Yet we allow the politicians to represent it as the truth, whole truth and nothing but the truth each year.
But while we allow that to happen, most of us know that the real truth of the matter is as simple as 1-2-3.
1- We know that the government runs huge deficits each and every year.
2- We also know that We the People as taxpayers don't like tax increases and that We the People as recipients do like to get high and higher entitlements such as Social Security and Medicare.
3- Finally, we know that the first order of business for a politician is to get elected, and the second order of business is to get reelected.
As a result of this 1-2-3 scenario, a politician is extremely reluctant to reduce 'giveaways' and increase 'takeaways,' with giveaways being defined as no tax increases accompanied by high and increasing entitlement payments, and takeaways being defined as increasing taxes and reducing entitlements. See #3 above as giveaways get votes, and takeaways lose votes.
So our duly elected officials, aka politicians, don't make a habit of telling the truth to We the People about just how bad things are with respect to our financial condition as a nation, except to remind us that their side of the aisle has all the good guys and the other side has all the bad guys.
So what's the truth concerning our nation's financial situation? And what lies ahead for our kids and grandkids?
Well, for an answer to those simple questions, since America's Hidden Credit Card Bill tells the sad but simple story in straightforward English, let's see what it has to say:
"HOUSEHOLDS can’t spend, on a continuing basis, more than they earn. Countries can’t either, at least not over the long run. But countries can certainly leave the bill for their current spending to the young and to future generations. Official borrowing is the old-fashioned way to do this . . . . But borrowing in broad daylight has a drawback:
The more you do it, the more lenders worry about repayment, and the more interest they charge for their loans.
So there’s a different way to borrow — one that’s more subtle, harder to see and, therefore, cheaper to do. You still take in money, pledge to return it, and leave future generations on the hook. But you call the money you take in “taxes,” not “borrowing.” And you promise repayment in the form of pension, health care and other benefits, but you don’t record the present value of those promises as official debt.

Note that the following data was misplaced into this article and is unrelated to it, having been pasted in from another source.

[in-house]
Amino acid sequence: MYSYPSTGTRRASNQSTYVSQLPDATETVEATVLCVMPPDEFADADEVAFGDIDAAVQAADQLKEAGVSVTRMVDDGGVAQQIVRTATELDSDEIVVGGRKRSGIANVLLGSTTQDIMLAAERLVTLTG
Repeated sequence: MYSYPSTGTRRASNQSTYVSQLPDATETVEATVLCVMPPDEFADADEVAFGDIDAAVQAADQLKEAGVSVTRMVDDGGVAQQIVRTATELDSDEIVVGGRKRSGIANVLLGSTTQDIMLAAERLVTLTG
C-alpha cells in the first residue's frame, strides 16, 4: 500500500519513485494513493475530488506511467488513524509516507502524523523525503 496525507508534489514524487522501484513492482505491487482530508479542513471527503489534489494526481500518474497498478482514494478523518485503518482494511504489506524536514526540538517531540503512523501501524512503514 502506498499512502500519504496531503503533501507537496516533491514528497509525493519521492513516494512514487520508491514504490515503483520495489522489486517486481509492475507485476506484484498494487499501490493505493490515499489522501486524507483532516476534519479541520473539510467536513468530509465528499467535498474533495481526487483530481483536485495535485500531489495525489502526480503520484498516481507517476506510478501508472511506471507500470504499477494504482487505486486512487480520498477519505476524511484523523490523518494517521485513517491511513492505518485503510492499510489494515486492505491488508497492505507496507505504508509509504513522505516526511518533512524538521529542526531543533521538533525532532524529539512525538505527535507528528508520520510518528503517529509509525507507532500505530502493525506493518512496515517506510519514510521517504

Social Security is a prime example. It takes in money, via payroll taxes, while promising hefty retirement benefits in return. Dig deep into the appendix of the most recent Social Security Trustees Report, released on Monday, and you’ll find that the program’s unfunded obligation is $24.9 trillion “through the infinite horizon” (or a mere $10.6 trillion, as calculated through 2088). That’s nearly twice the $12.6 trillion in public debt held by the United States government.
Social Security is backed by something perhaps even more powerful than the full faith and credit of the government: the political power of some 100 million Americans 50 and older....
Social Security’s hidden debt is just a small part of the story. Two weeks ago, the Congressional Budget Office released its annual long-term budget outlook. The good news: This year’s deficit — about 3 percent of gross domestic product — is the smallest since 2007 and way down from the peak of almost 10 percent in 2009. The bad: Without action, the deficit will grow “notably larger” starting in about four years, a result of our aging population, rising health costs and the new subsidies for health insurance.
Even worse, the budget office raised what’s called the alternative fiscal scenario, the most realistic projection of fiscal outcomes absent major policy changes. . . .The fiscal gap — the difference between our government’s projected financial obligations and the present value of all projected future tax and other receipts — is, effectively, our nation’s credit card bill. Eliminating it, would require an immediate, permanent 59 percent increase in federal tax revenue. An immediate, permanent 38 percent cut in federal spending would also suffice. The longer we wait, the worse the pain. If, for example, we do nothing for 20 years, the requisite federal tax increase would be 70 percent, or the requisite spending cut, 43 percent. . . .
What we confront is not just an economics problem. It’s a moral issue. Will we continue to hide most of the bills we are bequeathing our children? Or will we, at long last, systematically measure all the bills and set about reducing them?"
It's not a pretty picture. That's for sure.
But it's a realistic picture of where we're headed unless we start telling the truth and begin to address in earnest the enormous financial problems we are currently planning to hand off to future generations of Americans.
Unless we do get real and start telling each other the truth, and force our politicians to do likewise, our kids and grandkids are going to be the ones who get the humongous bill down the road.
And they will have every right and reason to "thank us" --- not today's or tomorrow's politicians, but us --- for sending it to them.
That's my take.